Daily Dish founders Diane de Villiers, 54, and Jo-Pierre Lerm, 33, are no strangers to digital start-ups. The pair were behind online lead generation service JustPlay and both worked at SA’s first online bank, 20twenty.
Their latest venture involves them packaging recipes and premium ingredients and delivering them to Cape Town professionals.
The site went live on Monday and offers customers a choice of three vegetarian and three meat dishes a week. These will be updated weekly. Daily Dish says it selects the best ingredients from local suppliers and delivers these to its customers, allowing them to make a meal for two, four or six people in about half an hour.
“We’re totally bootstrapping and self-funding Daily Dish,” says De Villiers. “Food is such a necessity and driver of wellbeing in your life. We were so tired of leaving work late at night and flying past Woolworths only to stand in the aisles trying to figure out what to buy.”
De Villiers says Daily Dish is aimed at people with a limited repertoire of cooking skills and who have limited time because they work long days. “We felt there were enough people like us who might use a service like this.”
Apart from removing the obstacle of finding time to shop, Daily Dish, which is aimed at “knowledge workers, agency people and other professionals”, also wants to remove the hassle of deciding what to cook. De Villiers says the website is positioning itself as a premium service. Meals cost between R140 and R220 for two portions.
“Often you want to try new things, but need a teaspoon of truffle oil, or a handful of mustard seeds, and you don’t want to have to buy those in bulk. Everything you need is in the box; the only thing we don’t supply is salt and pepper.”
While De Villiers is Cape Town based, co-founder Lerm lives in Turkey, having moved there with his Turkish wife.
Lerm is a self-taught developer and coded the site himself. His first major job in digital was at 20twenty. De Villiers’ background is in advertising. She was on the board of agency Ogilvy & Mather but moved to digital as soon as possible. “My direct marketing background meant I found digital fascinating, especially because the testing methodologies are similar.”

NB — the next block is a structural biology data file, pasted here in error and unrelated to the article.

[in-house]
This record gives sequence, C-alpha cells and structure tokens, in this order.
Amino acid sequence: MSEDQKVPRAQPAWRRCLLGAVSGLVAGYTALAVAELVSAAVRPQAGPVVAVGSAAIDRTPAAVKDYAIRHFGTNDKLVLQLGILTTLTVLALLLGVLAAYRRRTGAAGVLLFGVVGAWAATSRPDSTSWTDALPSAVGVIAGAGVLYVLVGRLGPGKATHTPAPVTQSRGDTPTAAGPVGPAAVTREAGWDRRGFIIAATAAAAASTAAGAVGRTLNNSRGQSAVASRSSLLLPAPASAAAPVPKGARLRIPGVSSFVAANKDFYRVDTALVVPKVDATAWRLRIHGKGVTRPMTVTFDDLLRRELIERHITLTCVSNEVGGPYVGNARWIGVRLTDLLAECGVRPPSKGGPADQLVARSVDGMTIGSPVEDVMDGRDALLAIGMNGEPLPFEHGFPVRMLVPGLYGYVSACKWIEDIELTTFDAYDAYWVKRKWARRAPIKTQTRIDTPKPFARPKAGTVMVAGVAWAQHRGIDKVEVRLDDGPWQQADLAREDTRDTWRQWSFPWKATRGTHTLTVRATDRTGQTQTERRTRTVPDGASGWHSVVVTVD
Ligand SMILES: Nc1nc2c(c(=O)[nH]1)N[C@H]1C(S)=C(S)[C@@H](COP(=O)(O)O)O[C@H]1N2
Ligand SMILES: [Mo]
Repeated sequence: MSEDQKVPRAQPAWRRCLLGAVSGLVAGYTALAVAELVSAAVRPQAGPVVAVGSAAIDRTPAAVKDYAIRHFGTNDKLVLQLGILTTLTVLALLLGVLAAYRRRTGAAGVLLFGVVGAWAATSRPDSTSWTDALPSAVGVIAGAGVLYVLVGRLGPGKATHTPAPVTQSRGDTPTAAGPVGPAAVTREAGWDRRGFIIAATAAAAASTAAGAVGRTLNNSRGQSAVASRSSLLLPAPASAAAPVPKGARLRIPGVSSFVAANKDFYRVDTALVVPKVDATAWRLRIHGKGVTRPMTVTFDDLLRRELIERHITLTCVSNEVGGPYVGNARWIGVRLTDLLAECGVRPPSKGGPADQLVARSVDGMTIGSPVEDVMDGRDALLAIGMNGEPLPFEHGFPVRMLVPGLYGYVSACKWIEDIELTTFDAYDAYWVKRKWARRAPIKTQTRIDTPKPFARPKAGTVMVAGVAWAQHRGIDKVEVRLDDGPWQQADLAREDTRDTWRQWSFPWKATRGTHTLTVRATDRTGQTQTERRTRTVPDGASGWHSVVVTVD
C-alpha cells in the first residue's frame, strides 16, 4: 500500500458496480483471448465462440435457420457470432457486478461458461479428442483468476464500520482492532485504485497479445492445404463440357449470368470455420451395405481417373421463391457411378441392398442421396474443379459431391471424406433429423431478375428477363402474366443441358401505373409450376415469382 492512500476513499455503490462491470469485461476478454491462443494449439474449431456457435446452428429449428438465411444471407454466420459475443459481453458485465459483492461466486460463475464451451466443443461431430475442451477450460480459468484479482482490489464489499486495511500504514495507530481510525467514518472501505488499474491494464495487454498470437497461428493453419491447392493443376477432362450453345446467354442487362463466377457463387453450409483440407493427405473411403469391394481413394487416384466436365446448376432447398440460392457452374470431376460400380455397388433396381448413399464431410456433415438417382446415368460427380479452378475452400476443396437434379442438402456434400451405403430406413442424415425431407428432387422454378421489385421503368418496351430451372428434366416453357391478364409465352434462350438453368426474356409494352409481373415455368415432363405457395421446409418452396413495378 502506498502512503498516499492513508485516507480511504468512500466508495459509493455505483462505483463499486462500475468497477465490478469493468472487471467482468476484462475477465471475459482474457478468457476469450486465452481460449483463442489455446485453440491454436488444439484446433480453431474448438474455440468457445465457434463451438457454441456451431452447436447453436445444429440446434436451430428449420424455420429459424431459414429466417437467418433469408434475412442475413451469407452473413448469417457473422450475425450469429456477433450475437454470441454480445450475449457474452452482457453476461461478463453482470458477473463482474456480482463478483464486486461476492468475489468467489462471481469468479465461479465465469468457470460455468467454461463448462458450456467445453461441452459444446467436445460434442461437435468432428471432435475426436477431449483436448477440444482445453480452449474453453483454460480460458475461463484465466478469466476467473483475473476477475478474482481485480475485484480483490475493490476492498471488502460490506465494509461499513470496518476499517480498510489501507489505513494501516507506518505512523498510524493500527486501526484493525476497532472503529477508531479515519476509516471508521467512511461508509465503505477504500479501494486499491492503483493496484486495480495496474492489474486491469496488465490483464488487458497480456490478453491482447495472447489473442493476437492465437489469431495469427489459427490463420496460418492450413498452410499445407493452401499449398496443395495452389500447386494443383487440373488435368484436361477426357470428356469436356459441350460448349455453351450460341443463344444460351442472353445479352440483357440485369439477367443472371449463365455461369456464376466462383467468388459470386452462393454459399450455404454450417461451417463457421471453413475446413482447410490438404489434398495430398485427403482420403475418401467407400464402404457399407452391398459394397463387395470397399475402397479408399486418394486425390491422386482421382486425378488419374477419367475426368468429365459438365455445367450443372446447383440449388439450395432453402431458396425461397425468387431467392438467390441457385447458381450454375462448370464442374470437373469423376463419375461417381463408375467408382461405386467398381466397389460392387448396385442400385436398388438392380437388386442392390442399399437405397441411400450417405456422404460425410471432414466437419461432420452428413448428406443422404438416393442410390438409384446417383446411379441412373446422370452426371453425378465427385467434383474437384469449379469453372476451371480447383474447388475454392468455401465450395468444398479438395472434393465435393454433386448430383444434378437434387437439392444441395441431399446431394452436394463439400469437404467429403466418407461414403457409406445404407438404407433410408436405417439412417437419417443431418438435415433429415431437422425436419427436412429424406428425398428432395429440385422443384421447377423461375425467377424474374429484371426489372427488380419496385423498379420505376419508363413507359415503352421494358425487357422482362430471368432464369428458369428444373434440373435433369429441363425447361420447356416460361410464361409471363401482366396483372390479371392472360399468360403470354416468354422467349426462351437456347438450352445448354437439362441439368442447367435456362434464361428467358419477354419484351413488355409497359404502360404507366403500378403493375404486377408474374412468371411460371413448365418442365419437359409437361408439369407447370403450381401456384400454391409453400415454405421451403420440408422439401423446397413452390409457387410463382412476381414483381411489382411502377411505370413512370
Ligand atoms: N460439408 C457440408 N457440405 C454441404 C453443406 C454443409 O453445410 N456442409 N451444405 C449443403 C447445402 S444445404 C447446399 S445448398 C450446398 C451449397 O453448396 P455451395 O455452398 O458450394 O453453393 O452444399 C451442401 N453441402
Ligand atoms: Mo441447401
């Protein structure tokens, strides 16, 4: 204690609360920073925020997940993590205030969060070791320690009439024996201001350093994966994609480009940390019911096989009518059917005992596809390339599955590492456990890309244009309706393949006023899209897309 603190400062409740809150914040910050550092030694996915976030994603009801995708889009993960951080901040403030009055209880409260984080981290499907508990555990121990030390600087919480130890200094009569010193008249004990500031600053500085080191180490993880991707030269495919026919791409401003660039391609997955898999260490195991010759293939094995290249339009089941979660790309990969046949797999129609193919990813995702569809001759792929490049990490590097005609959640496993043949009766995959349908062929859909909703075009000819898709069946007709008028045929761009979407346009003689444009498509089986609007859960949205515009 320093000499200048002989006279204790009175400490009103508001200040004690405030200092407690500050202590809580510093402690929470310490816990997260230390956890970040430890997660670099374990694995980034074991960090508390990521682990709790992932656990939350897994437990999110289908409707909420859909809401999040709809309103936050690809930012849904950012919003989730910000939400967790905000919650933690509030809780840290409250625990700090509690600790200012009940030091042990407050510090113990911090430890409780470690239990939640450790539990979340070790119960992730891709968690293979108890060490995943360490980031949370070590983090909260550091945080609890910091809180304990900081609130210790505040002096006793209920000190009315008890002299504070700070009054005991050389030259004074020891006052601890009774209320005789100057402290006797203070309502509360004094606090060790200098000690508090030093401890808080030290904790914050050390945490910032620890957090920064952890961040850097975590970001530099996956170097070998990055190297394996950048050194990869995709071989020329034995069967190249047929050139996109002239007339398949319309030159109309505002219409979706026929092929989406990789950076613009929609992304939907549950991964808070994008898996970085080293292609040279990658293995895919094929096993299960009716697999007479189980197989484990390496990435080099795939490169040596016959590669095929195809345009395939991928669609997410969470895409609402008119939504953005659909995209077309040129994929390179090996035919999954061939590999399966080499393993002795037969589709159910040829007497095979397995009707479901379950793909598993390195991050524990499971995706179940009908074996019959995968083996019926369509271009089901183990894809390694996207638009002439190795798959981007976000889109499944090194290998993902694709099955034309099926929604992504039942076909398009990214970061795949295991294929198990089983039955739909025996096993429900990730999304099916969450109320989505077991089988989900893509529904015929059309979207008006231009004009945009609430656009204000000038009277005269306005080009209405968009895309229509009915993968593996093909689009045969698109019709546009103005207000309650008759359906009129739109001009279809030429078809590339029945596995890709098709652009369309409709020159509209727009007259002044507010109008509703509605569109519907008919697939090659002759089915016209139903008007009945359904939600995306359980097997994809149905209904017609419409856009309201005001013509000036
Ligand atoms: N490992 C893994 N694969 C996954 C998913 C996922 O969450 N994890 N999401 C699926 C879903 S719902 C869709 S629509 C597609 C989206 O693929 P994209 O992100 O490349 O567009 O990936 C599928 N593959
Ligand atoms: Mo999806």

Daily Dish’s stock comes from people De Villiers says she trusts and knows, from local butchers and specialty suppliers to Asian supermarkets and large retailers like Woolworths. She says not only is she fussy about the food she eats and buys generally, but that this attitude towards quality is essential for a service like Daily Dish.
That’s also why the company is doing all of its own deliveries, at least to start with. De Villiers says it’s crucial ingredients are transported properly and that they arrive in the best condition possible. For now, deliveries occur between 6pm and 8pm, but this might be revised according to customer demand.
For now, the company only delivers to selected areas in Cape Town, from Bakoven and Bantry Bay to Woodstock and Zonnebloem.
Lerm says the pair wants to make sure the service is feasible before committing to anything broader.
If Daily Dish takes off, there are various options for expansion, including franchising or expanding to other regions. The first goal, however, is to look at “recurring revenue models” from weekly subscriptions. For now, Daily Dish encourages users to make purchases one at a time so they can try it.
De Villiers says the website is considering offering low-carb or other specialist options and may expand into items like wine or coffee or even essentials. “The most important thing is the convenience aspect,” she says. “We can’t rule out bread and milk or other basics if people keep asking for them.” — (c) 2012 NewsCentral Media